The BBC understands “live discussions” are going on in No 10 about asking Parliament to approve a snap poll.
Political editor Laura Kuenssberg said it could happen as soon as Wednesday but no final decision had been taken.
Tory ex-ministers are joining forces with Labour to stop the UK leaving the EU on 31 October without a deal.
Amid mounting speculation about an election, Mr Johnson is due to hold an unscheduled cabinet meeting at 17.00 BST on Monday and will also speak to Conservative MPs.
The prime minister has said the UK must leave the EU on 31 October, with or without a deal, prompting a number of MPs to unite to try to prevent the UK leaving without an agreement.
They are expected to put forward legislation on Tuesday to stop no deal under “SO24” or Standing Order 24 – the rule allowing MPs to ask for a debate on a “specific and important matter that should have urgent consideration”.
Tory rebels have been warned those who support the move would be expelled from the party and deselected.
A No 10 spokesman said it was treating this week’s Brexit votes as an issue of confidence, which traditionally trigger a general election if the government loses.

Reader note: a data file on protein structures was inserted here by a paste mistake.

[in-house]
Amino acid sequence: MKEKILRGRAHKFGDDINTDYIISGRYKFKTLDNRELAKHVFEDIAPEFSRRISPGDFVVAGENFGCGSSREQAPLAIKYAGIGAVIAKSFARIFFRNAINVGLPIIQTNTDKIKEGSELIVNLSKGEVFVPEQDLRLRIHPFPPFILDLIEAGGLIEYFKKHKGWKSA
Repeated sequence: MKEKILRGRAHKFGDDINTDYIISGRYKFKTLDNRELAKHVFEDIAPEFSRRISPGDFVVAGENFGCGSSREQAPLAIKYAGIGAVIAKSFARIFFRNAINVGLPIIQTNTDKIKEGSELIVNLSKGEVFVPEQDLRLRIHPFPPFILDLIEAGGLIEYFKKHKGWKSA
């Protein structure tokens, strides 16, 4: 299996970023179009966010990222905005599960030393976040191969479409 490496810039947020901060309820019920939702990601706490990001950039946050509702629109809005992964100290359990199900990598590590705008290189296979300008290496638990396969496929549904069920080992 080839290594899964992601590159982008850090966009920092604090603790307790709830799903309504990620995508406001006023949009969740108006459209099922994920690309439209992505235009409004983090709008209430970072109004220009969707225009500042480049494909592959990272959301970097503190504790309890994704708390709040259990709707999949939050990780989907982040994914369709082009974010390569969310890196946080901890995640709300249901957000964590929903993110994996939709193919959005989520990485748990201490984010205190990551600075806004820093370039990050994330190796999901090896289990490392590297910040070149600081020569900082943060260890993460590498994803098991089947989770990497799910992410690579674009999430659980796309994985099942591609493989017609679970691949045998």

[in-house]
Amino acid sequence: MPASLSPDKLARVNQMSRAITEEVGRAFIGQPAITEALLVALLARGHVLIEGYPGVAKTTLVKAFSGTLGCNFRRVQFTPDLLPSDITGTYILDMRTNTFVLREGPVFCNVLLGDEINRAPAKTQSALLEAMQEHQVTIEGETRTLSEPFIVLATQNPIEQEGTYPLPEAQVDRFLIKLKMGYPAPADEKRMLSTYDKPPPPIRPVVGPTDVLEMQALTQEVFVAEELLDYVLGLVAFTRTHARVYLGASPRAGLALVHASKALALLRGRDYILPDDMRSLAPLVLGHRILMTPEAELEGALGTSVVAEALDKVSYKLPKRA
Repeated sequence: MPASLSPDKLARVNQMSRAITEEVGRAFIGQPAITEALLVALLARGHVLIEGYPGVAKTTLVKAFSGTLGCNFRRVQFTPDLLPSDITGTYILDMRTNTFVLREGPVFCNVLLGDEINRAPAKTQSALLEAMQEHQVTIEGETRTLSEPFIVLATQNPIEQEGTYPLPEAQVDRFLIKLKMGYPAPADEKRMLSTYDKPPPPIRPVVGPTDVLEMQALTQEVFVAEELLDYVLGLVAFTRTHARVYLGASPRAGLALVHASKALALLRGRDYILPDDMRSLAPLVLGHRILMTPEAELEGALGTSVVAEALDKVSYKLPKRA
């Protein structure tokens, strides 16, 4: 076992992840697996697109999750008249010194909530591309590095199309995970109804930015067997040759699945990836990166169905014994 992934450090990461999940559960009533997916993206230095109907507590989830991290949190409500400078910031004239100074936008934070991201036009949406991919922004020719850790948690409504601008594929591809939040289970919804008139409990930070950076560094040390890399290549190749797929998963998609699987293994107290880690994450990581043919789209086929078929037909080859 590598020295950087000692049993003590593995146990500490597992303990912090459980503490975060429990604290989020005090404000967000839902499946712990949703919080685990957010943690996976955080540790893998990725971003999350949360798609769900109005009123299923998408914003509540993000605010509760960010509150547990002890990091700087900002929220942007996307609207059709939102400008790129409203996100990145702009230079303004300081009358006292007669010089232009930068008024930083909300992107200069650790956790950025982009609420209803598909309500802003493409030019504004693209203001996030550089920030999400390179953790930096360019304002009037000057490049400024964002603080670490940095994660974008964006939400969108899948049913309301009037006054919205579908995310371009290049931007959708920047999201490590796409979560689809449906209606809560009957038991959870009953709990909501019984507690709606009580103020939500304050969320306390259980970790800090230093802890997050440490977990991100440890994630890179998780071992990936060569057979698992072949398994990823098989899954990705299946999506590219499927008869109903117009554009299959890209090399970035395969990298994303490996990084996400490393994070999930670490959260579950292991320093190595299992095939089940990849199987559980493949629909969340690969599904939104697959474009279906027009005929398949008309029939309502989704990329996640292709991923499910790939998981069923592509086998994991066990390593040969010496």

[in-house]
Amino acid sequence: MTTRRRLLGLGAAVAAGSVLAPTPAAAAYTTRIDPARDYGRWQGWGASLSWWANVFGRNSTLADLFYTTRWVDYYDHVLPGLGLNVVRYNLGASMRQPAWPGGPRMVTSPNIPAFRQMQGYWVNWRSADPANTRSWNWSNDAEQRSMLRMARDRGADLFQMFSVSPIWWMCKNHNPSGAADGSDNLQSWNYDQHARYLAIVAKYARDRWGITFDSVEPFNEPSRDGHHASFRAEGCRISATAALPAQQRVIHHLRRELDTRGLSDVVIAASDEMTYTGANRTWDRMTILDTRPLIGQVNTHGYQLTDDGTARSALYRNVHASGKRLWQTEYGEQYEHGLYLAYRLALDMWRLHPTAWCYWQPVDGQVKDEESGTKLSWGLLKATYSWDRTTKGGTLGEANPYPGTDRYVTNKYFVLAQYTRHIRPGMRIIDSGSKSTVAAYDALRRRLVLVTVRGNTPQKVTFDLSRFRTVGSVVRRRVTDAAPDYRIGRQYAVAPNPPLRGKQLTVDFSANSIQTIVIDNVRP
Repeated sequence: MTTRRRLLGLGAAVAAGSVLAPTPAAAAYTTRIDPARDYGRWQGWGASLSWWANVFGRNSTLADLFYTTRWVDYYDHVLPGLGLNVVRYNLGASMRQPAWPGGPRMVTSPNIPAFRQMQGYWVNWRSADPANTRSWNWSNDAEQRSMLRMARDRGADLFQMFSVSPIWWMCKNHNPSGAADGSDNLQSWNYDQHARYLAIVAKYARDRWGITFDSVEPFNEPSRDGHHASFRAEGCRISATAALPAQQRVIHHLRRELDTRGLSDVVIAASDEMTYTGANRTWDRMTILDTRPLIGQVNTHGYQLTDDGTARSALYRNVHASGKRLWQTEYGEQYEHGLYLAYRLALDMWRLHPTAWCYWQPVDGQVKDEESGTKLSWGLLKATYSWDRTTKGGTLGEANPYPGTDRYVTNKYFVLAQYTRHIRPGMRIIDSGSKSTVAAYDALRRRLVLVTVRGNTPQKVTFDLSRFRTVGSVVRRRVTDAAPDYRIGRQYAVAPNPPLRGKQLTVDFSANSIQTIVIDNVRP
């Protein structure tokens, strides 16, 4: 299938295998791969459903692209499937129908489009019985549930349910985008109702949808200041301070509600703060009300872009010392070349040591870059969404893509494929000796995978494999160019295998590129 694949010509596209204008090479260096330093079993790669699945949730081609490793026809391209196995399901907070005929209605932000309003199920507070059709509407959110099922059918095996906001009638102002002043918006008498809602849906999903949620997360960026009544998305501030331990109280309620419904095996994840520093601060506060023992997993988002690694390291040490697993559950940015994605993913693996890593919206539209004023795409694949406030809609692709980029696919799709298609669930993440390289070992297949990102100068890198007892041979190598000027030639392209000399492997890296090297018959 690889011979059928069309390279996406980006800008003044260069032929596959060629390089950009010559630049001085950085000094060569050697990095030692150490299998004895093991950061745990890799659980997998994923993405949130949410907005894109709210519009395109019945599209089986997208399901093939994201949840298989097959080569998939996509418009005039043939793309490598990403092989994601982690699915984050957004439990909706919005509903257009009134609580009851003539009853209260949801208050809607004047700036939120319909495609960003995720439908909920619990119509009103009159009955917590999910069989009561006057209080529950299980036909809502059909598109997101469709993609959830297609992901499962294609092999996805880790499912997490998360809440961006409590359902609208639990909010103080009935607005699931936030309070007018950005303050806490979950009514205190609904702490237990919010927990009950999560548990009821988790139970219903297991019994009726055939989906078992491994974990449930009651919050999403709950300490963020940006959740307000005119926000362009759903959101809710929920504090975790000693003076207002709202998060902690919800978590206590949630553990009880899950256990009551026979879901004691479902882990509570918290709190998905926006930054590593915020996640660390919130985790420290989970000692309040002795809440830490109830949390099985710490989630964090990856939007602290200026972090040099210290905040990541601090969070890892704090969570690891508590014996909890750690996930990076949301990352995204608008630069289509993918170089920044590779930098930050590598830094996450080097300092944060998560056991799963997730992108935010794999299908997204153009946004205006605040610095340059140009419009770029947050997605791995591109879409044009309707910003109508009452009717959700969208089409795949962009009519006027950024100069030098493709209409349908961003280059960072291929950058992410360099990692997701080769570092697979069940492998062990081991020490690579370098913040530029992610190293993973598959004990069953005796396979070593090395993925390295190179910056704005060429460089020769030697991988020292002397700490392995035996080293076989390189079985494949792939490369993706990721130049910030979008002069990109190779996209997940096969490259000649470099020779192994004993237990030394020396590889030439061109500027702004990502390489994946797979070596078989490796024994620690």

But leading figures, including ex-cabinet minister David Gauke, have insisted that despite the threat of expulsion, they will press ahead with efforts to pass legislation requiring the PM to seek another Brexit extension if he cannot get a deal.
There is not scheduled to be another general election until 2022.
Under the terms of the Fixed Terms Parliament Act, Mr Johnson would require the backing of two-thirds of the UK’s 650 MPs to trigger an early poll this autumn.
Should this happen, the prime minister would be able to recommend the date of the poll – likely to be a hugely contentious issue – to the Queen.
If Parliament were dissolved on Friday then the earliest possible date for an election would be Friday 11 October. With polls normally taking place on a Thursday, 17 October is potentially the more likely earliest opportunity.
Labour leader Jeremy Corbyn has said the UK “needs” a general election,despite warnings from Tony Blair that such a vote would be “an elephant trap” for Labour.
The ex-PM warned on Monday that Mr Johnson could win such a vote as “some may fear a Corbyn premiership more” than a no-deal Brexit.
But Mr Corbyn said a vote “would give the people a choice between two very different directions for the country”.